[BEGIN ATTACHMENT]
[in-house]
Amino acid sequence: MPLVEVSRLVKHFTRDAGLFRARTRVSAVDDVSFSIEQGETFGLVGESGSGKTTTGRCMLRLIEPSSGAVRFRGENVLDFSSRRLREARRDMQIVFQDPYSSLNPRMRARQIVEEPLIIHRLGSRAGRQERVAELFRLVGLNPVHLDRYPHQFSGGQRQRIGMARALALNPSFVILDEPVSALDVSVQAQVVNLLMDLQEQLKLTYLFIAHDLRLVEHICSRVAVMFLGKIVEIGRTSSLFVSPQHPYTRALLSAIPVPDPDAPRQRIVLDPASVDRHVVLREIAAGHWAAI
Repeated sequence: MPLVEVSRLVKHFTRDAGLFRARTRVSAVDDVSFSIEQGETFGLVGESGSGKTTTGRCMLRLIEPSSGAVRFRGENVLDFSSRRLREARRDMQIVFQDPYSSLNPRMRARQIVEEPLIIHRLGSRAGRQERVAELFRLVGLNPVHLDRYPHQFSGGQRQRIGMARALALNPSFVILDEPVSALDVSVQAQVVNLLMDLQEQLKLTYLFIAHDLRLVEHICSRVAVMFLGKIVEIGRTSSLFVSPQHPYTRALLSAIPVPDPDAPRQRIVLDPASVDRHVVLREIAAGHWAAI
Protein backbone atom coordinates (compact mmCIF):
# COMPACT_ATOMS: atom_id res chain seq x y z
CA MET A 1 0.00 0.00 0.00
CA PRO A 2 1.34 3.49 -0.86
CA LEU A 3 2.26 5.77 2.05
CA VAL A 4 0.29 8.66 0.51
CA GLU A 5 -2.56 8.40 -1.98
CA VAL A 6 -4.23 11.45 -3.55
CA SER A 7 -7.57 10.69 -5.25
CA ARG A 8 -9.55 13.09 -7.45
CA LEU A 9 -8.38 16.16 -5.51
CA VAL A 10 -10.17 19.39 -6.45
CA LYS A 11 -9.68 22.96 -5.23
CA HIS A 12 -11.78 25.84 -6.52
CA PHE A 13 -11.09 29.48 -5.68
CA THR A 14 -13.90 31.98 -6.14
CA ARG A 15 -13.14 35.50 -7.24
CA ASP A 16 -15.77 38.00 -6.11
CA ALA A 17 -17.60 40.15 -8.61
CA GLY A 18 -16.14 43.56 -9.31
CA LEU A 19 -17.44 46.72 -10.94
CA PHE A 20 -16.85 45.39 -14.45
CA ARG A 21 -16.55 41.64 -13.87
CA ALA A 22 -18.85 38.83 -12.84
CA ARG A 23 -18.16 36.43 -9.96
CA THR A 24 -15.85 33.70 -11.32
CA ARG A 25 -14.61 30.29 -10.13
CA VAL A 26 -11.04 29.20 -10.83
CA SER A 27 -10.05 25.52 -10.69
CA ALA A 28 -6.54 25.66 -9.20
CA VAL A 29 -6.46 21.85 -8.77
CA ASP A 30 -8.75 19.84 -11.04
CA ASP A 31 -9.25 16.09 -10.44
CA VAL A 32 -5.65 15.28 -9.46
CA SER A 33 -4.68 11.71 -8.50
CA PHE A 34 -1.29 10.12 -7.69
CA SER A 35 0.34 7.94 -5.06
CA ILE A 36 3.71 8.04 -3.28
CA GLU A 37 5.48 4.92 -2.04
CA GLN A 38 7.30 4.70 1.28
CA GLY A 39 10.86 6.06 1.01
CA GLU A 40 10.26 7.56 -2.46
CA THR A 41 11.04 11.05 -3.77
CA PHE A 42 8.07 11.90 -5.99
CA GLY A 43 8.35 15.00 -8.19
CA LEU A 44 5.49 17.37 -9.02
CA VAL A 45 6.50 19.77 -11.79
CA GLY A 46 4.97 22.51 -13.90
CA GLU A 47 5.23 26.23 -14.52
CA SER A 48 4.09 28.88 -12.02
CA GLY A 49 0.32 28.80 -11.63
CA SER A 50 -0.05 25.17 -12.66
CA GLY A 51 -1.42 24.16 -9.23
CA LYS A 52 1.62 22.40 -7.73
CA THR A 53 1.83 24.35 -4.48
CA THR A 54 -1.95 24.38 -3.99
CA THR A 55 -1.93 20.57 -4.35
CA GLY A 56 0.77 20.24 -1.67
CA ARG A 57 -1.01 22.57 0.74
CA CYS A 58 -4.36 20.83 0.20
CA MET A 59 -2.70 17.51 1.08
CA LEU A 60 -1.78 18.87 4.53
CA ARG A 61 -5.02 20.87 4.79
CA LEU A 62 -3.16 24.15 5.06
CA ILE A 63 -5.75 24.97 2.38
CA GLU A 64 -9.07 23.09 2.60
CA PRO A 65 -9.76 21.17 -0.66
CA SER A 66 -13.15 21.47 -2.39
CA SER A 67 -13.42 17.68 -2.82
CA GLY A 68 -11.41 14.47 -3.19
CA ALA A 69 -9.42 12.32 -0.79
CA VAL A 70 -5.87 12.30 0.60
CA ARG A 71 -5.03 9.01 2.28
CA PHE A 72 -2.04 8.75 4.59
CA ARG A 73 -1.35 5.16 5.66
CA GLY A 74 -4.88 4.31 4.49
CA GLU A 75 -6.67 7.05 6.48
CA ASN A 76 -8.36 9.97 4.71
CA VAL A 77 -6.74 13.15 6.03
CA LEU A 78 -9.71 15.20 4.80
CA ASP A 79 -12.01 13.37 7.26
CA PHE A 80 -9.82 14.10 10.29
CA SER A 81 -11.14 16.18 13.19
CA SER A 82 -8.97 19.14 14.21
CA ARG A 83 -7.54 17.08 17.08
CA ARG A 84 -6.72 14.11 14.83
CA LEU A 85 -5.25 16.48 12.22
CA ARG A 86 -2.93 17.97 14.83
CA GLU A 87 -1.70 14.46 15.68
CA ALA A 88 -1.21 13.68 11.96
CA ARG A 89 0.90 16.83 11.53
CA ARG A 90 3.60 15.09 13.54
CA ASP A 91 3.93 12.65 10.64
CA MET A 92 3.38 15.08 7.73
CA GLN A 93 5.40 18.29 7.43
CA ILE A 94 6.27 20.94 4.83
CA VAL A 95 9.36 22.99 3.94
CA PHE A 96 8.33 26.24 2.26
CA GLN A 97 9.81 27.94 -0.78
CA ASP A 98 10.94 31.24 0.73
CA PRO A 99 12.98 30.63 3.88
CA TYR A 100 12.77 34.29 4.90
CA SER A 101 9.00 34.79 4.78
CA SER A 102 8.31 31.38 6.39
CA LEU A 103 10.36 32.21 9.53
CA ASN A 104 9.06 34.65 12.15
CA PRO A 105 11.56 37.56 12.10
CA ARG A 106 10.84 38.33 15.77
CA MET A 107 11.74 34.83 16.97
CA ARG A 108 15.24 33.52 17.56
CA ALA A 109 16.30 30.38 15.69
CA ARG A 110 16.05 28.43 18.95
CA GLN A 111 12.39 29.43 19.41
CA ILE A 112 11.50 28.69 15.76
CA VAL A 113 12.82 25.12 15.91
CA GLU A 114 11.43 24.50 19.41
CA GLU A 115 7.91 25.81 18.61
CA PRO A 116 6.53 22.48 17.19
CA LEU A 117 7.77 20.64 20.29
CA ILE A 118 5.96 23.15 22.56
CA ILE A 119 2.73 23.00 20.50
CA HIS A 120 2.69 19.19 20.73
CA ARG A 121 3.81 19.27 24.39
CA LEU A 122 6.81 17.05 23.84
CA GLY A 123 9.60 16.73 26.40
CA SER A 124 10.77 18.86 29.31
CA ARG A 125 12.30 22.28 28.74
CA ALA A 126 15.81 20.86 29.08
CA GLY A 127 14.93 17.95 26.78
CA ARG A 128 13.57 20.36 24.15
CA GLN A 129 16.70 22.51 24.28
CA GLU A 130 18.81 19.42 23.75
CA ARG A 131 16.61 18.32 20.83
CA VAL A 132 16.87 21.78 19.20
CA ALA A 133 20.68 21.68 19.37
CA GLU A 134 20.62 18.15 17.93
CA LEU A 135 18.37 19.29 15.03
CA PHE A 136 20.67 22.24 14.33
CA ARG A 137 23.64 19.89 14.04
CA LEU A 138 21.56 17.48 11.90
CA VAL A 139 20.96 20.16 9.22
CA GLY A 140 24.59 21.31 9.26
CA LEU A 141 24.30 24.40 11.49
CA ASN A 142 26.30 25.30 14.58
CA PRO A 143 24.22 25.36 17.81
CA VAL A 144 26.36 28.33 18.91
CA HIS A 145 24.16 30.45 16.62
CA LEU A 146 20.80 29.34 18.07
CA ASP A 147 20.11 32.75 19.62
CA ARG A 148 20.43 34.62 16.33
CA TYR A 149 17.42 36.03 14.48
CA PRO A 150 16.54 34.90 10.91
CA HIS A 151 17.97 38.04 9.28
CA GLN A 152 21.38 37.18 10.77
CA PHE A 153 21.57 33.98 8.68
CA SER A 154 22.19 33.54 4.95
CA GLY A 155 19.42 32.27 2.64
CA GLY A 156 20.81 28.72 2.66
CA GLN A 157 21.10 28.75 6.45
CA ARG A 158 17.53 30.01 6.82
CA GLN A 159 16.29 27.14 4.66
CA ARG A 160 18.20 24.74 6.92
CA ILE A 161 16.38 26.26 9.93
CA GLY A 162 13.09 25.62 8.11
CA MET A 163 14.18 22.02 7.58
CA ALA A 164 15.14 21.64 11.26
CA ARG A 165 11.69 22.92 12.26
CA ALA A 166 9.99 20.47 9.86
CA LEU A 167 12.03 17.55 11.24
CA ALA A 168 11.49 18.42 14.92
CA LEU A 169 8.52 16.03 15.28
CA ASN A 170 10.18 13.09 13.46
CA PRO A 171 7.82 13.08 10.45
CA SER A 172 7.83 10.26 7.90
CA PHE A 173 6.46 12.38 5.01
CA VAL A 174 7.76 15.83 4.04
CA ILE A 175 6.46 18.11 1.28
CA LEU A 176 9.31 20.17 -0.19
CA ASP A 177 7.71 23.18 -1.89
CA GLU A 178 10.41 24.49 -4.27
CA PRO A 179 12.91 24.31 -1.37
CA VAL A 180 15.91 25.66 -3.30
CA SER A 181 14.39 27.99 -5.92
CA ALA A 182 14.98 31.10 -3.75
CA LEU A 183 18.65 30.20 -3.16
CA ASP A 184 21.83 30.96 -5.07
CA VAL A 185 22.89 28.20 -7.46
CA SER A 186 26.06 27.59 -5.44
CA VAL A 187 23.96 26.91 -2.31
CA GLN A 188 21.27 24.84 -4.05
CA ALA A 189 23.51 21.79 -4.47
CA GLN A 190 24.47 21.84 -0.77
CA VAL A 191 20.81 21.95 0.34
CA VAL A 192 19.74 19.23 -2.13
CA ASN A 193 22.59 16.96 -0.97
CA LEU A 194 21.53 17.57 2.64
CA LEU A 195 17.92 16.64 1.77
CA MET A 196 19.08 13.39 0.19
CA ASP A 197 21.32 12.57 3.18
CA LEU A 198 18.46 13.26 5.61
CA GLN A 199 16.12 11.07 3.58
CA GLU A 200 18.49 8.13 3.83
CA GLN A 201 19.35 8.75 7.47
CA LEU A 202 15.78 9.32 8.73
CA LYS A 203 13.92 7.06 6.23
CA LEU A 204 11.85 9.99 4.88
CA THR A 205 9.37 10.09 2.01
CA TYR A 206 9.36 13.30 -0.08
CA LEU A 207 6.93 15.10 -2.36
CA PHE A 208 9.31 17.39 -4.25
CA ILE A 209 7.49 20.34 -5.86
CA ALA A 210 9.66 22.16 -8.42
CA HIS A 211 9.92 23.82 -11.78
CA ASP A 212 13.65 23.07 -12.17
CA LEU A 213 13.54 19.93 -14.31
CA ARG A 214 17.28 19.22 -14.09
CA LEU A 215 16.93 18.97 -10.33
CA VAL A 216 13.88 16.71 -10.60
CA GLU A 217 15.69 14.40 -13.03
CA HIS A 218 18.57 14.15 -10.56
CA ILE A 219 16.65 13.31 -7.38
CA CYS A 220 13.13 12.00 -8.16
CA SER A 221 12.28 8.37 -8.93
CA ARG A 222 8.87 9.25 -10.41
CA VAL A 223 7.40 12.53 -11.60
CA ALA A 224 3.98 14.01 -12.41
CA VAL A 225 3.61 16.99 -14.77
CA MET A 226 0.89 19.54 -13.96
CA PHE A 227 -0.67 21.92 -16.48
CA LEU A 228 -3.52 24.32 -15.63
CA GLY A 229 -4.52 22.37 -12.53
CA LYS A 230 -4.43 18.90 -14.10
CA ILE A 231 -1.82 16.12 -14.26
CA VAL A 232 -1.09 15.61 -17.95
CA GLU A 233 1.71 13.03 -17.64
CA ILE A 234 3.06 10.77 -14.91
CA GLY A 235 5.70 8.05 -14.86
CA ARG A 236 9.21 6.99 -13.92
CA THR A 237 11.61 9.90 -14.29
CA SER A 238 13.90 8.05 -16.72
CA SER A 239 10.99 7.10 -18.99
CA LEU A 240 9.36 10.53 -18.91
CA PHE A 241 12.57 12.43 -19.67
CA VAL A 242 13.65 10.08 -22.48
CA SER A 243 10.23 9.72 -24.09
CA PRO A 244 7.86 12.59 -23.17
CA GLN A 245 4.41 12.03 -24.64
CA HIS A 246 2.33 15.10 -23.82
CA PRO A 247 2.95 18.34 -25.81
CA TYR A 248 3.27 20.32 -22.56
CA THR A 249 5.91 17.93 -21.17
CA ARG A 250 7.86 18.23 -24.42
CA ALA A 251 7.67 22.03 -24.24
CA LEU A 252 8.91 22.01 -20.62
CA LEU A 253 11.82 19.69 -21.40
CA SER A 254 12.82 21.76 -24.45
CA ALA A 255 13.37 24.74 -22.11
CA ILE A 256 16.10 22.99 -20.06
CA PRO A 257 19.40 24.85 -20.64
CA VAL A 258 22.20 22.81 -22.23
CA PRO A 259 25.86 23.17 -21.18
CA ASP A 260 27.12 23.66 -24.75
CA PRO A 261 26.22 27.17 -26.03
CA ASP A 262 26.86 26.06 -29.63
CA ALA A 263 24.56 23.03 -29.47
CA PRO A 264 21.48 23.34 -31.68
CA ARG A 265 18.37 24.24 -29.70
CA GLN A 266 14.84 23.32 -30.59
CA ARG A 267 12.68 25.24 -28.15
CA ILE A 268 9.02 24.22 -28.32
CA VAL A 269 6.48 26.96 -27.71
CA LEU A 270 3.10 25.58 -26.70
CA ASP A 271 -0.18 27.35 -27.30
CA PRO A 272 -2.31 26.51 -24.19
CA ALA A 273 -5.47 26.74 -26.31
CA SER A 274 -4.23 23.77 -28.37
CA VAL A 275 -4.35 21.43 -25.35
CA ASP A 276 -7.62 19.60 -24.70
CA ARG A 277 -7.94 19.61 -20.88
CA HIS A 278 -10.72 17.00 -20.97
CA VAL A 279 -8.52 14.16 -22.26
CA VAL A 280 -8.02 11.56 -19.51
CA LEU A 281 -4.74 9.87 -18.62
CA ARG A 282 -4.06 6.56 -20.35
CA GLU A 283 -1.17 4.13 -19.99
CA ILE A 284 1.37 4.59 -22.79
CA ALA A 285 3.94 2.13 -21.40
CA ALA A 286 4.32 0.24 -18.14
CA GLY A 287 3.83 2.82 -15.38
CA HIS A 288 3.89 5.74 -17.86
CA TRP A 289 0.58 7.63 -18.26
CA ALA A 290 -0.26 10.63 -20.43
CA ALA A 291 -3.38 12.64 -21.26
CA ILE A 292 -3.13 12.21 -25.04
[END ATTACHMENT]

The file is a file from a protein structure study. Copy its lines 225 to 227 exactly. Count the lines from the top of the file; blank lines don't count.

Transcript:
CA CYS A 220 13.13 12.00 -8.16
CA SER A 221 12.28 8.37 -8.93
CA ARG A 222 8.87 9.25 -10.41